He was especially impressed with the Colts late fourth quarter touchdown drive that ended with Andrew Luck’s six-yard touchdown run.
This was after the ultimate grown-up touchdown drive, the Colts going 80 angry, hard-edged yards in 11 plays, consuming 7:01 off the clock and ultimately beating the San Francisco 49ers 27-7 in a performance so overwhelming and surprising, it sidesteps traditional description.
Little wonder general manager Ryan Grigson had a hard time remaining moored to his chair in the Candlestick Park press box. This was the monster he wanted to build. This was the prototype. This was the team Chuck Pagano pined for, a team that could run the ball and stop the run and win the kinds of ugly games that used to give the old Colts fits.
“It is one of those games that you look back and say, maybe five, six years down the road, you say that was a signature win,” Pagano said. “Maybe one of those wins that propel you to do great things.”
By: Mike Chappell, Indy Star
Colts Owner Jim Irsay spoke publicly after Sunday’s win for the first time since his team acquired new running back Trent Richardson.
“To bring in Ahmad Bradshaw and now to have Trent Richardson,” owner Jim Irsay said, his voice trailing off. “You can see Trent with his lateral movement, his explosion, his always going forward.”
Irsay didn’t bother disguising his excitement with Grigson’s decisions to sign Bradshaw as a veteran free agent in June and send next year’s first-round pick to Cleveland last week for Richardson.
“What we’re looking for is what we saw today,” Irsay said after emerging from a raucous locker room.
By: Mike Wells, ESPN.com
It’s the ground and pound attitude that have not often been linked to Colts victories.
“If you want to go finesse, open it up with five wide [receivers], we can do that,” Colts linebacker Robert Mathis said. “You want to go smash-mouth football, we can do that. We have two backs that can get it done and an O-line that can open up gaping holes.”
The Colts’ victory sends a message to Manning and the Denver Broncos, who appear to be the odds-on favorites to represent the AFC in the Super Bowl.
“All the good things we did today, we can keep building on so we can keep having performances like this,” defensive lineman Cory Redding said.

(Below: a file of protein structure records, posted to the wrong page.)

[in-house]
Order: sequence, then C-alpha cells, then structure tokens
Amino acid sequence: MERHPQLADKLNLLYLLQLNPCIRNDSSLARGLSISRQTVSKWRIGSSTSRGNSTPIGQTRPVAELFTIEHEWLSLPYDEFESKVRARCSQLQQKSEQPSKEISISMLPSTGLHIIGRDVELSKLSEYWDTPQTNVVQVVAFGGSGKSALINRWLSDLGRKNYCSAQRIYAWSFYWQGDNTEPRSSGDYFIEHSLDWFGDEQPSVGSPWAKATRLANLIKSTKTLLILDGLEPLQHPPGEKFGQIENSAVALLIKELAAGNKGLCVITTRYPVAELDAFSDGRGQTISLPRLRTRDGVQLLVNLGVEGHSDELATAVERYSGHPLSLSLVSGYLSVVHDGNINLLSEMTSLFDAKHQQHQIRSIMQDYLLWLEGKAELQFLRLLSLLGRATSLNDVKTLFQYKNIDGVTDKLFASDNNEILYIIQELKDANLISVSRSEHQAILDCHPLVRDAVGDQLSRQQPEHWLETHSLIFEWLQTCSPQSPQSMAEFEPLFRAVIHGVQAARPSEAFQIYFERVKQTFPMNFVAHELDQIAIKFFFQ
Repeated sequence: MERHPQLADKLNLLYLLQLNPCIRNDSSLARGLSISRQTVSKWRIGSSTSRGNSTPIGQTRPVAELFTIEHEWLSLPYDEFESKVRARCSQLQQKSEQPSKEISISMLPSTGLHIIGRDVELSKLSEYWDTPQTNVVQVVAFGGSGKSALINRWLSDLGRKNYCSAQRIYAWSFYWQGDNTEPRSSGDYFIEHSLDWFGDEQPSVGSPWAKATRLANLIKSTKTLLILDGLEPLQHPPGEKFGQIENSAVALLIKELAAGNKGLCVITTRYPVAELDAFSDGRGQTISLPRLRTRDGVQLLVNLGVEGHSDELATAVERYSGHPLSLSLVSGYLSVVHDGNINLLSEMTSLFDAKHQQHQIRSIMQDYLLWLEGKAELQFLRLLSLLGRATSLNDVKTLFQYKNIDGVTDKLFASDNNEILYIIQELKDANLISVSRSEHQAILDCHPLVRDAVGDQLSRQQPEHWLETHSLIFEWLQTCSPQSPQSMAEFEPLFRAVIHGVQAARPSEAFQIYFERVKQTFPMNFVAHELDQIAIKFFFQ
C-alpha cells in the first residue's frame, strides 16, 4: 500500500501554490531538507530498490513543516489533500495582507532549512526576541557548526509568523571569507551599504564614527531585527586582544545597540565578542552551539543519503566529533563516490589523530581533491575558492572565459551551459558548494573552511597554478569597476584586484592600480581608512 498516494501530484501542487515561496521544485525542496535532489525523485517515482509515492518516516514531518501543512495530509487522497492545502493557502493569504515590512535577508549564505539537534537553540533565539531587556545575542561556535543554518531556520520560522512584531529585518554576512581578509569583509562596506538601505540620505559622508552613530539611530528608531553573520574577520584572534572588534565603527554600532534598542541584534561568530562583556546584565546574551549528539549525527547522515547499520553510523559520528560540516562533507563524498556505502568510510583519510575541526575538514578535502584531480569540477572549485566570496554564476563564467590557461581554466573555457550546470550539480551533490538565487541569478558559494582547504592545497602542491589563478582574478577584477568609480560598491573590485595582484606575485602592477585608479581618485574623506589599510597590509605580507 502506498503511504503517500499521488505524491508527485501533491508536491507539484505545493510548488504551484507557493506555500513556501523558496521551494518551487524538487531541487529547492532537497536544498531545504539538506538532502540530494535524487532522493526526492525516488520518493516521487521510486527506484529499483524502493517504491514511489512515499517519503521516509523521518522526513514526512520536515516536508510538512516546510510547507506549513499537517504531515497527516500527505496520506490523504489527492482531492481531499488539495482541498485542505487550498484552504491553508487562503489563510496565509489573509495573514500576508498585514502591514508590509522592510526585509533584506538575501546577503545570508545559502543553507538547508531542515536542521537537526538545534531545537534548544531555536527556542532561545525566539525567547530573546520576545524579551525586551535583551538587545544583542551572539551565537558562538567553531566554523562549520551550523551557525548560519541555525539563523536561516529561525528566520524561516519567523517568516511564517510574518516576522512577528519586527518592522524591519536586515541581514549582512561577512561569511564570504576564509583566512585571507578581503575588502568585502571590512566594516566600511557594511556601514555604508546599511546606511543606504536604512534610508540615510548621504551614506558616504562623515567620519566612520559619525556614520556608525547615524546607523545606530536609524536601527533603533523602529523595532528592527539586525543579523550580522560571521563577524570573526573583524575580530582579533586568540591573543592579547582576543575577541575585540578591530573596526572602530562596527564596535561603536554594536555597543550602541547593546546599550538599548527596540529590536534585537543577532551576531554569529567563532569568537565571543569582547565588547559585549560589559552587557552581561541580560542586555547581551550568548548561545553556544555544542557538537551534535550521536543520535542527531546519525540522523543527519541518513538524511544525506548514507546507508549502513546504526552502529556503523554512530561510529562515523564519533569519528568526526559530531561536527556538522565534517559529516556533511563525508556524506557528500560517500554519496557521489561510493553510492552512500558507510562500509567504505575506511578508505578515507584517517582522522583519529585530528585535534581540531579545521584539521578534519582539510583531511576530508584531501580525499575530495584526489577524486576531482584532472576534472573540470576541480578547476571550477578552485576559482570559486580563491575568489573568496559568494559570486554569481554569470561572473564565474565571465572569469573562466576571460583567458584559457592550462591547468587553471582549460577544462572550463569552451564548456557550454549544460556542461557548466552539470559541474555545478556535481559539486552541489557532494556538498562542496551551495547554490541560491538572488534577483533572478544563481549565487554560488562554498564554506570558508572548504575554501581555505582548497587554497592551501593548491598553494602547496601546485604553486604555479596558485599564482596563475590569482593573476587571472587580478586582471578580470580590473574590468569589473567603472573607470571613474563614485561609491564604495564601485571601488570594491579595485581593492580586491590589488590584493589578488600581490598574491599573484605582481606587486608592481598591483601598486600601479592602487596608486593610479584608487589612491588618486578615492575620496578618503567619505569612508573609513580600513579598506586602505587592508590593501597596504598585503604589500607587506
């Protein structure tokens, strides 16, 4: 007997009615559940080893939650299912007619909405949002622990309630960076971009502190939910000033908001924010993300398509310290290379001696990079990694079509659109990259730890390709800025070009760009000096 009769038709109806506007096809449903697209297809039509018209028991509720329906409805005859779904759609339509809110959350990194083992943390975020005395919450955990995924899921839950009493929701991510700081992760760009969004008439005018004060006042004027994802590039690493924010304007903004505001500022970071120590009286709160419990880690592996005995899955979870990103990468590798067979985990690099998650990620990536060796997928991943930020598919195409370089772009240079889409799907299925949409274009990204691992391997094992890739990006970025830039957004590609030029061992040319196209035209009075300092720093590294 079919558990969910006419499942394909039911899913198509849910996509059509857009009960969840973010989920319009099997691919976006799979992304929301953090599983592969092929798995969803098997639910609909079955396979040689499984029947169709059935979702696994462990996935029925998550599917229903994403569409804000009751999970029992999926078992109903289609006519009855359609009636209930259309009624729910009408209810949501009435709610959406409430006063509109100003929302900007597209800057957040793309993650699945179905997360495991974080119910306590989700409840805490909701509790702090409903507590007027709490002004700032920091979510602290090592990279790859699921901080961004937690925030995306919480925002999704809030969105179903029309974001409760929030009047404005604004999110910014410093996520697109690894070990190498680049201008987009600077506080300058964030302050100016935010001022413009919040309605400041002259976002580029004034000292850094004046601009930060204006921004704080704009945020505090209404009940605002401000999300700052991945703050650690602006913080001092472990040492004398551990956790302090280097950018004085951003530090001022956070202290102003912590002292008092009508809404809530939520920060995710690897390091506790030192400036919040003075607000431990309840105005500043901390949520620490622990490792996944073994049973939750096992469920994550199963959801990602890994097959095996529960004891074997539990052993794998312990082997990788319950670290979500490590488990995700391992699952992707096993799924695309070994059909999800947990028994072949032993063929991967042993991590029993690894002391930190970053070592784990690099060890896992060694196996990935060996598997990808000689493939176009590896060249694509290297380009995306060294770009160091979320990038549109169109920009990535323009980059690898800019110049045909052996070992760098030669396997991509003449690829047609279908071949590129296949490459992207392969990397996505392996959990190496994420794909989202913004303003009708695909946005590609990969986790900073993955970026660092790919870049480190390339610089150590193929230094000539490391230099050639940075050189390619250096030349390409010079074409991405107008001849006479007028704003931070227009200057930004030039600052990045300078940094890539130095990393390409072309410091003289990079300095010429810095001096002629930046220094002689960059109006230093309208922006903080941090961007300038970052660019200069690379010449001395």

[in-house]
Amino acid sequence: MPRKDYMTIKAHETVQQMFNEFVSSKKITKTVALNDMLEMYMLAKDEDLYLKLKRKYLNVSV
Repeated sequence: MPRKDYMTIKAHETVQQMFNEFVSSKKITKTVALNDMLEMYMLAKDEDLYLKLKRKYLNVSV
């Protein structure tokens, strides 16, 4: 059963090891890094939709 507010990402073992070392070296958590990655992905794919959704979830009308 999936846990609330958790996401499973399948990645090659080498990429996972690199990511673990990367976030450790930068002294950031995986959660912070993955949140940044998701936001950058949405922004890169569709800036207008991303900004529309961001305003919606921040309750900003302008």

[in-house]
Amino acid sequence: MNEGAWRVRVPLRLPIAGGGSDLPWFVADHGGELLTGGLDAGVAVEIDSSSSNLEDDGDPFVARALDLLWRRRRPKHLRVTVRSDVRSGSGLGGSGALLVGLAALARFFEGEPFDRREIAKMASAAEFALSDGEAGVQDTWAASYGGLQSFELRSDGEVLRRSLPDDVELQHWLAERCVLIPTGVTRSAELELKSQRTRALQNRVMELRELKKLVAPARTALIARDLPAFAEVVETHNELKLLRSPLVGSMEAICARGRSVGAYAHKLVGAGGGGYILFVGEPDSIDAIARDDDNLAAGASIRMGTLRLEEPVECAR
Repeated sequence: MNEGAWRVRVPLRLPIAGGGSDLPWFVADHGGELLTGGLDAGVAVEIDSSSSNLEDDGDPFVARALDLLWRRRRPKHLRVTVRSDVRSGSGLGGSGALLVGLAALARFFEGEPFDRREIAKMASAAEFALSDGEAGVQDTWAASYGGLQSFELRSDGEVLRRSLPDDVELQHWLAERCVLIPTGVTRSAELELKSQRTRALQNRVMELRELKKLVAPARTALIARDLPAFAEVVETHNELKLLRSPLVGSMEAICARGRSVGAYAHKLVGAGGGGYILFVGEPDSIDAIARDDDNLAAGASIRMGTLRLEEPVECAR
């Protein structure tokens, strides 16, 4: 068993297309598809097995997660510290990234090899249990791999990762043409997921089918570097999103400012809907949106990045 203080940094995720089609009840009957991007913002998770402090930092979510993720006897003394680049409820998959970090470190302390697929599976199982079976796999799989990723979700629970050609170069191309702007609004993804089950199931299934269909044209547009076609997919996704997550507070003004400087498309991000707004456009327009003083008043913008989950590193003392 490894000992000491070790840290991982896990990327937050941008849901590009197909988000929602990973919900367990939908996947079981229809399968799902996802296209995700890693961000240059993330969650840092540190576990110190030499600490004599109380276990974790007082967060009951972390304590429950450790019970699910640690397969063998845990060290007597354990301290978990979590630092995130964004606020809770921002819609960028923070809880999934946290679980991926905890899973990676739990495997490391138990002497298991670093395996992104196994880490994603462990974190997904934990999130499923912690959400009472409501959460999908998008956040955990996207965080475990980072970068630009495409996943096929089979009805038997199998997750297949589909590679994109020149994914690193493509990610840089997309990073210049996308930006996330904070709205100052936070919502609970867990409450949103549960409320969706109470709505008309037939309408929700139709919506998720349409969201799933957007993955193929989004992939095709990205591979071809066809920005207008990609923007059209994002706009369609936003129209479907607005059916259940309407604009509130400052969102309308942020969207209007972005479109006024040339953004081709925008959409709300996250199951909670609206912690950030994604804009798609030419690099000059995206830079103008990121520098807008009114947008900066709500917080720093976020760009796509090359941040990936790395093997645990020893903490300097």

Tags: ahmad bradshaw, Andrew Luck, chuck pagano, Jim Irsay, trent richardson
Posted in Colts Blog, COLTS DAILY HEADLINES
Below are a few of the highlights from the interview:
On the performance against the Bills:
-“We’ve got to get better. It was glaring. Everyone is accountable in our entire building and Jim (Irsay) expects excellence and so do we. That’s why we have all those banners in our facility because whether it’s the preseason game or not, our third’s against their two’s, or the two’s against their one’s, that’s how we all look at it, that we just have to improve. That’s what the preseason is about. It was kind of nice in a sense. It’s good for us because it shows what we need to work on, what we need to work on in practice this week, the things we need to do to get better. It’s what the preseason is for and I think it ends up being a blessing in disguise.”
On how patient he is with the second and third string players:
-“Well everyone is in a different situation, a case-by-case basis. You have to look at a broad scope, how long are the contracts, how much money are you giving them up front. There’s a lot of things that come into play but at the end of the day if the guy is not getting it done, you have to have some tough discussions and make moves because this is a bottom-line business in this league, and everybody will tell you that. It’s hard sometimes but we are always trying to move forward and not be on our heels. You’ve got to keep making forward progress. If you have guys that you evaluated and you really thought they were going to do this and that and they’re not, at some point the light has to come on or else they will be on the outside looking in. Again, it was our first game and we just expect to make big strides each week.”
On Josh Chapman and that position’s importance:
-“It’s a very key, critical piece in the 3-4 (defense). That’s why we drafted him. We felt really good about one, a guy that works as hard as he does and two, a guy that we knew would rehab and do everything that he had to do. Another thing is the guy ended up having a successful year without an ACL, so everything pretty much pointed to him being a pretty good player. I think he’s in a perfect situation behind a true vet that’s a wily, old, crafty veteran in Aubrayo Franklin, that knows the system and has given pointers and tips to him, and to even other players on our defense, including the linebackers and those are tricks of the trade of this defense. It’s nice to have Josh in a position now where we don’t have to thrust him in there, throw him to the wolves. He’s still getting a lot of snaps at the right pace.”
On Griff Whalen:
-“Right now, he’s dinged up a little bit. Griff is one of those guys where you know exactly what he is. You know his skill set. You know that he rarely drops the ball. I don’t know if I can even recollect him dropping a ball in practice. He doesn’t say boo. He just does what he’s supposed to do and he’s a really good pass-catching receiver.”
On his impressions of Daniel Adongo: